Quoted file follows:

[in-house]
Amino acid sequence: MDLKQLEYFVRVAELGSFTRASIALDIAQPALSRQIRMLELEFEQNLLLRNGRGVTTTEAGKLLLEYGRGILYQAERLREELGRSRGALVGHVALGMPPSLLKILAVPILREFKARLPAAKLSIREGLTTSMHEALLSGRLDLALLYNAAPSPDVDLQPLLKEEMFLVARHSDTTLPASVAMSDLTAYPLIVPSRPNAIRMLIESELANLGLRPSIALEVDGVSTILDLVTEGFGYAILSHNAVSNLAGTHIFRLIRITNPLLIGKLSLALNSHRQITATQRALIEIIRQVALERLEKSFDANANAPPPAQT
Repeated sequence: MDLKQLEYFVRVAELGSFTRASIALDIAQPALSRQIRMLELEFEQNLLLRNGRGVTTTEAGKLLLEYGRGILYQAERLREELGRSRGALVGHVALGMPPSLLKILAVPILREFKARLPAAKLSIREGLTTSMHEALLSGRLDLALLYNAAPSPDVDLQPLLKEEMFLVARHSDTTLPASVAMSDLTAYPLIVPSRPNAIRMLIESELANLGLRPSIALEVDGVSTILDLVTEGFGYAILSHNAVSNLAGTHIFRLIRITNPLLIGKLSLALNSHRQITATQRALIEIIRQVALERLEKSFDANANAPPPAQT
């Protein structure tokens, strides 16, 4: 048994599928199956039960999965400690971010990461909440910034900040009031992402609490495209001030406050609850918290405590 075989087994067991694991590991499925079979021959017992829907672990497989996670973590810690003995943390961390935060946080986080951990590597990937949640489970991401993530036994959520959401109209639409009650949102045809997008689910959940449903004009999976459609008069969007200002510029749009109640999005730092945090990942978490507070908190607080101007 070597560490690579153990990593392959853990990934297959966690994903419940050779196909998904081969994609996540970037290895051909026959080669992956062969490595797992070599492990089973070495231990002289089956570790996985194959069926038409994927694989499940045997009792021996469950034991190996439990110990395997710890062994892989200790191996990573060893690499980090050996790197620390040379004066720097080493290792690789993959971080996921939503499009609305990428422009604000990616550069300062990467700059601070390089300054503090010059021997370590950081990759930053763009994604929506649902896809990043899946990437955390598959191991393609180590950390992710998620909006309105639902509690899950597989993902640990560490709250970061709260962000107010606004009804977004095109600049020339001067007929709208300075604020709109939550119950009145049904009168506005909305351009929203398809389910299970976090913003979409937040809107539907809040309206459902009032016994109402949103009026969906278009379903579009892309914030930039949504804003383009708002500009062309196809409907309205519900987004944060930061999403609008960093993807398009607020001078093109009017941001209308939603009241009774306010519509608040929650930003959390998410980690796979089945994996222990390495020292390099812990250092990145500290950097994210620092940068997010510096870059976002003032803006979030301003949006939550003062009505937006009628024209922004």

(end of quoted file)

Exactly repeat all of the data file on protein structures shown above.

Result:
[in-house]
Amino acid sequence: MDLKQLEYFVRVAELGSFTRASIALDIAQPALSRQIRMLELEFEQNLLLRNGRGVTTTEAGKLLLEYGRGILYQAERLREELGRSRGALVGHVALGMPPSLLKILAVPILREFKARLPAAKLSIREGLTTSMHEALLSGRLDLALLYNAAPSPDVDLQPLLKEEMFLVARHSDTTLPASVAMSDLTAYPLIVPSRPNAIRMLIESELANLGLRPSIALEVDGVSTILDLVTEGFGYAILSHNAVSNLAGTHIFRLIRITNPLLIGKLSLALNSHRQITATQRALIEIIRQVALERLEKSFDANANAPPPAQT
Repeated sequence: MDLKQLEYFVRVAELGSFTRASIALDIAQPALSRQIRMLELEFEQNLLLRNGRGVTTTEAGKLLLEYGRGILYQAERLREELGRSRGALVGHVALGMPPSLLKILAVPILREFKARLPAAKLSIREGLTTSMHEALLSGRLDLALLYNAAPSPDVDLQPLLKEEMFLVARHSDTTLPASVAMSDLTAYPLIVPSRPNAIRMLIESELANLGLRPSIALEVDGVSTILDLVTEGFGYAILSHNAVSNLAGTHIFRLIRITNPLLIGKLSLALNSHRQITATQRALIEIIRQVALERLEKSFDANANAPPPAQT
């Protein structure tokens, strides 16, 4: 048994599928199956039960999965400690971010990461909440910034900040009031992402609490495209001030406050609850918290405590 075989087994067991694991590991499925079979021959017992829907672990497989996670973590810690003995943390961390935060946080986080951990590597990937949640489970991401993530036994959520959401109209639409009650949102045809997008689910959940449903004009999976459609008069969007200002510029749009109640999005730092945090990942978490507070908190607080101007 070597560490690579153990990593392959853990990934297959966690994903419940050779196909998904081969994609996540970037290895051909026959080669992956062969490595797992070599492990089973070495231990002289089956570790996985194959069926038409994927694989499940045997009792021996469950034991190996439990110990395997710890062994892989200790191996990573060893690499980090050996790197620390040379004066720097080493290792690789993959971080996921939503499009609305990428422009604000990616550069300062990467700059601070390089300054503090010059021997370590950081990759930053763009994604929506649902896809990043899946990437955390598959191991393609180590950390992710998620909006309105639902509690899950597989993902640990560490709250970061709260962000107010606004009804977004095109600049020339001067007929709208300075604020709109939550119950009145049904009168506005909305351009929203398809389910299970976090913003979409937040809107539907809040309206459902009032016994109402949103009026969906278009379903579009892309914030930039949504804003383009708002500009062309196809409907309205519900987004944060930061999403609008960093993807398009607020001078093109009017941001209308939603009241009774306010519509608040929650930003959390998410980690796979089945994996222990390495020292390099812990250092990145500290950097994210620092940068997010510096870059976002003032803006979030301003949006939550003062009505937006009628024209922004």